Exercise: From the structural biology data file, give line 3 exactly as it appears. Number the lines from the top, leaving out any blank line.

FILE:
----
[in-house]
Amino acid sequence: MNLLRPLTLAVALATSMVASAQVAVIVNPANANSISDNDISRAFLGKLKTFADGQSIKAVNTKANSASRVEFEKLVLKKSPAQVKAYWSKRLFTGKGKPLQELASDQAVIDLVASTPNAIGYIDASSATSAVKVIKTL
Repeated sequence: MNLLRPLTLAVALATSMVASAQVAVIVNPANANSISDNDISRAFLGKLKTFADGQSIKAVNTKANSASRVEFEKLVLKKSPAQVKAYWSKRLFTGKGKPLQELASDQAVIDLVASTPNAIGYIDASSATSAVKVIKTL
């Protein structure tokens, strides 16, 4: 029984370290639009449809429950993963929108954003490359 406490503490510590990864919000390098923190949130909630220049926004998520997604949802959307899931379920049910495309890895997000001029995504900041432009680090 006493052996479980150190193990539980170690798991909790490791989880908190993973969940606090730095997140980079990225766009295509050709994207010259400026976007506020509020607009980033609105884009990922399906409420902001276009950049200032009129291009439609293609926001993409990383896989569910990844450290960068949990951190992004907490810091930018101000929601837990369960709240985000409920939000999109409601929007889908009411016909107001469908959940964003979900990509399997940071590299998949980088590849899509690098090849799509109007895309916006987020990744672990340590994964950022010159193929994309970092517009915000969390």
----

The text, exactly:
Repeated sequence: MNLLRPLTLAVALATSMVASAQVAVIVNPANANSISDNDISRAFLGKLKTFADGQSIKAVNTKANSASRVEFEKLVLKKSPAQVKAYWSKRLFTGKGKPLQELASDQAVIDLVASTPNAIGYIDASSATSAVKVIKTL